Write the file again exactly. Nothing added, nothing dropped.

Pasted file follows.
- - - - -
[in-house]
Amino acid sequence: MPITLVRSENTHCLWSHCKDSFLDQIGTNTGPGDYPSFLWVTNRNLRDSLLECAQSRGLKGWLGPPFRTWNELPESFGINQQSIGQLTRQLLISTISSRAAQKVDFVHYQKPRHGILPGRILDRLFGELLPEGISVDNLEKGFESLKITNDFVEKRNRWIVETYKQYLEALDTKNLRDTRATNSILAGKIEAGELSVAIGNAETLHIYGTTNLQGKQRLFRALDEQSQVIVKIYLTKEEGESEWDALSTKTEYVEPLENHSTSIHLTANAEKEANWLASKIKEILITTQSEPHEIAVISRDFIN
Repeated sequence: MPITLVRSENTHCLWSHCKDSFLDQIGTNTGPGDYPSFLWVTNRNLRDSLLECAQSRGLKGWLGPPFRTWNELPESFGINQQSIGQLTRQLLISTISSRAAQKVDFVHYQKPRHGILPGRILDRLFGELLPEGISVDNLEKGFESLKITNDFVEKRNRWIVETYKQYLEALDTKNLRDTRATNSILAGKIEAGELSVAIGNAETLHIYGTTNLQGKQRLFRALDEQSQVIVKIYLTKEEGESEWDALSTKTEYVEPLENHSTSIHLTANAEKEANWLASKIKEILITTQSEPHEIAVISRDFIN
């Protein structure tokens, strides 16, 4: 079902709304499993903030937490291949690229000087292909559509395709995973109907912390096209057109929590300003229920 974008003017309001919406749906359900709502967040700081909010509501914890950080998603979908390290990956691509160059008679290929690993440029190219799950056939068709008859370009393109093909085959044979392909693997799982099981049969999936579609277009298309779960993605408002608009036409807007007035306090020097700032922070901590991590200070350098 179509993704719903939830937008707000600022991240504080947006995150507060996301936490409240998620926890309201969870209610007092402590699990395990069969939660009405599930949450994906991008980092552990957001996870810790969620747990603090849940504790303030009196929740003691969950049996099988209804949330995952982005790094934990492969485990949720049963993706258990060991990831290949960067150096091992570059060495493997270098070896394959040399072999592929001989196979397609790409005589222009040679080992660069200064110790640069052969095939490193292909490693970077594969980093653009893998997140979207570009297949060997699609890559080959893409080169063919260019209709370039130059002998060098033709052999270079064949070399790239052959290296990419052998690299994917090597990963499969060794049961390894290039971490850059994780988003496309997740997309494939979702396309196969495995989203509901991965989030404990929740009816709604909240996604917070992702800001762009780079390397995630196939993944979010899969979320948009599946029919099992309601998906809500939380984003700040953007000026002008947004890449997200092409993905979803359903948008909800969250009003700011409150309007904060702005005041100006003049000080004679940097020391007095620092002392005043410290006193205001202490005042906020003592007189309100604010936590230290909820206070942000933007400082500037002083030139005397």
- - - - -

[in-house]
Amino acid sequence: MPITLVRSENTHCLWSHCKDSFLDQIGTNTGPGDYPSFLWVTNRNLRDSLLECAQSRGLKGWLGPPFRTWNELPESFGINQQSIGQLTRQLLISTISSRAAQKVDFVHYQKPRHGILPGRILDRLFGELLPEGISVDNLEKGFESLKITNDFVEKRNRWIVETYKQYLEALDTKNLRDTRATNSILAGKIEAGELSVAIGNAETLHIYGTTNLQGKQRLFRALDEQSQVIVKIYLTKEEGESEWDALSTKTEYVEPLENHSTSIHLTANAEKEANWLASKIKEILITTQSEPHEIAVISRDFIN
Repeated sequence: MPITLVRSENTHCLWSHCKDSFLDQIGTNTGPGDYPSFLWVTNRNLRDSLLECAQSRGLKGWLGPPFRTWNELPESFGINQQSIGQLTRQLLISTISSRAAQKVDFVHYQKPRHGILPGRILDRLFGELLPEGISVDNLEKGFESLKITNDFVEKRNRWIVETYKQYLEALDTKNLRDTRATNSILAGKIEAGELSVAIGNAETLHIYGTTNLQGKQRLFRALDEQSQVIVKIYLTKEEGESEWDALSTKTEYVEPLENHSTSIHLTANAEKEANWLASKIKEILITTQSEPHEIAVISRDFIN
């Protein structure tokens, strides 16, 4: 079902709304499993903030937490291949690229000087292909559509395709995973109907912390096209057109929590300003229920 974008003017309001919406749906359900709502967040700081909010509501914890950080998603979908390290990956691509160059008679290929690993440029190219799950056939068709008859370009393109093909085959044979392909693997799982099981049969999936579609277009298309779960993605408002608009036409807007007035306090020097700032922070901590991590200070350098 179509993704719903939830937008707000600022991240504080947006995150507060996301936490409240998620926890309201969870209610007092402590699990395990069969939660009405599930949450994906991008980092552990957001996870810790969620747990603090849940504790303030009196929740003691969950049996099988209804949330995952982005790094934990492969485990949720049963993706258990060991990831290949960067150096091992570059060495493997270098070896394959040399072999592929001989196979397609790409005589222009040679080992660069200064110790640069052969095939490193292909490693970077594969980093653009893998997140979207570009297949060997699609890559080959893409080169063919260019209709370039130059002998060098033709052999270079064949070399790239052959290296990419052998690299994917090597990963499969060794049961390894290039971490850059994780988003496309997740997309494939979702396309196969495995989203509901991965989030404990929740009816709604909240996604917070992702800001762009780079390397995630196939993944979010899969979320948009599946029919099992309601998906809500939380984003700040953007000026002008947004890449997200092409993905979803359903948008909800969250009003700011409150309007904060702005005041100006003049000080004679940097020391007095620092002392005043410290006193205001202490005042906020003592007189309100604010936590230290909820206070942000933007400082500037002083030139005397």